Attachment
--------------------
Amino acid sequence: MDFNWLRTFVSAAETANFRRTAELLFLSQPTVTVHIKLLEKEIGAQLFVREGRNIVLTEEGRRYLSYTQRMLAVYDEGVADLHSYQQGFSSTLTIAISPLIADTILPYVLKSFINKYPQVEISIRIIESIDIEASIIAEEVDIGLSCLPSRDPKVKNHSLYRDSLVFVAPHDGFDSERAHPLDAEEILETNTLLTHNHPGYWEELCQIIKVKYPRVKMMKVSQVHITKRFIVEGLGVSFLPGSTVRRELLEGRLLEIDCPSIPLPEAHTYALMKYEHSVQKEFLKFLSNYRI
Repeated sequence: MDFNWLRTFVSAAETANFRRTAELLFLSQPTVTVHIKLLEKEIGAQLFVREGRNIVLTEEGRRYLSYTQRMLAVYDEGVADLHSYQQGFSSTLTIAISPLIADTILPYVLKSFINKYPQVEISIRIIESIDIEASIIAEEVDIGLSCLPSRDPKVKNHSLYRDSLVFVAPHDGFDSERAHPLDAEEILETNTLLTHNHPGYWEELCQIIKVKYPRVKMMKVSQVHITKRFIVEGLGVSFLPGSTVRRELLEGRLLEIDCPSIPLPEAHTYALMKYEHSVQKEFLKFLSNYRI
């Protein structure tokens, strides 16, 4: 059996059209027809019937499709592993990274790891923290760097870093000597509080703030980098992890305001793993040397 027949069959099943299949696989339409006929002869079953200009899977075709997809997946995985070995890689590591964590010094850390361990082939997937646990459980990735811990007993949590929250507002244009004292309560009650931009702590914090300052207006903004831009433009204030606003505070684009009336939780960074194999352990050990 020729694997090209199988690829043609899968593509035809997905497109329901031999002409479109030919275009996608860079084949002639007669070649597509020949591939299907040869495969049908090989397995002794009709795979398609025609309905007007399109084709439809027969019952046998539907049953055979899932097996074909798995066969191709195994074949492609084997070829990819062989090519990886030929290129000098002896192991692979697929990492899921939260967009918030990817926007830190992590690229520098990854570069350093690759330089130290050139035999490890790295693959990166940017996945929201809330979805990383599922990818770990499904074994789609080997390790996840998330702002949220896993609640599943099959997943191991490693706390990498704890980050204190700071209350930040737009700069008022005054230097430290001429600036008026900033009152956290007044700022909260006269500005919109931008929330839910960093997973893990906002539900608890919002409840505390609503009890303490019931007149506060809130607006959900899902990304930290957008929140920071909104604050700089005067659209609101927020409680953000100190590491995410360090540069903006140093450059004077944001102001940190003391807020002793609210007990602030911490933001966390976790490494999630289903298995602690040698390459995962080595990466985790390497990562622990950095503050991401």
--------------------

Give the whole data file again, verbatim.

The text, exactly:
Amino acid sequence: MDFNWLRTFVSAAETANFRRTAELLFLSQPTVTVHIKLLEKEIGAQLFVREGRNIVLTEEGRRYLSYTQRMLAVYDEGVADLHSYQQGFSSTLTIAISPLIADTILPYVLKSFINKYPQVEISIRIIESIDIEASIIAEEVDIGLSCLPSRDPKVKNHSLYRDSLVFVAPHDGFDSERAHPLDAEEILETNTLLTHNHPGYWEELCQIIKVKYPRVKMMKVSQVHITKRFIVEGLGVSFLPGSTVRRELLEGRLLEIDCPSIPLPEAHTYALMKYEHSVQKEFLKFLSNYRI
Repeated sequence: MDFNWLRTFVSAAETANFRRTAELLFLSQPTVTVHIKLLEKEIGAQLFVREGRNIVLTEEGRRYLSYTQRMLAVYDEGVADLHSYQQGFSSTLTIAISPLIADTILPYVLKSFINKYPQVEISIRIIESIDIEASIIAEEVDIGLSCLPSRDPKVKNHSLYRDSLVFVAPHDGFDSERAHPLDAEEILETNTLLTHNHPGYWEELCQIIKVKYPRVKMMKVSQVHITKRFIVEGLGVSFLPGSTVRRELLEGRLLEIDCPSIPLPEAHTYALMKYEHSVQKEFLKFLSNYRI
């Protein structure tokens, strides 16, 4: 059996059209027809019937499709592993990274790891923290760097870093000597509080703030980098992890305001793993040397 027949069959099943299949696989339409006929002869079953200009899977075709997809997946995985070995890689590591964590010094850390361990082939997937646990459980990735811990007993949590929250507002244009004292309560009650931009702590914090300052207006903004831009433009204030606003505070684009009336939780960074194999352990050990 020729694997090209199988690829043609899968593509035809997905497109329901031999002409479109030919275009996608860079084949002639007669070649597509020949591939299907040869495969049908090989397995002794009709795979398609025609309905007007399109084709439809027969019952046998539907049953055979899932097996074909798995066969191709195994074949492609084997070829990819062989090519990886030929290129000098002896192991692979697929990492899921939260967009918030990817926007830190992590690229520098990854570069350093690759330089130290050139035999490890790295693959990166940017996945929201809330979805990383599922990818770990499904074994789609080997390790996840998330702002949220896993609640599943099959997943191991490693706390990498704890980050204190700071209350930040737009700069008022005054230097430290001429600036008026900033009152956290007044700022909260006269500005919109931008929330839910960093997973893990906002539900608890919002409840505390609503009890303490019931007149506060809130607006959900899902990304930290957008929140920071909104604050700089005067659209609101927020409680953000100190590491995410360090540069903006140093450059004077944001102001940190003391807020002793609210007990602030911490933001966390976790490494999630289903298995602690040698390459995962080595990466985790390497990562622990950095503050991401």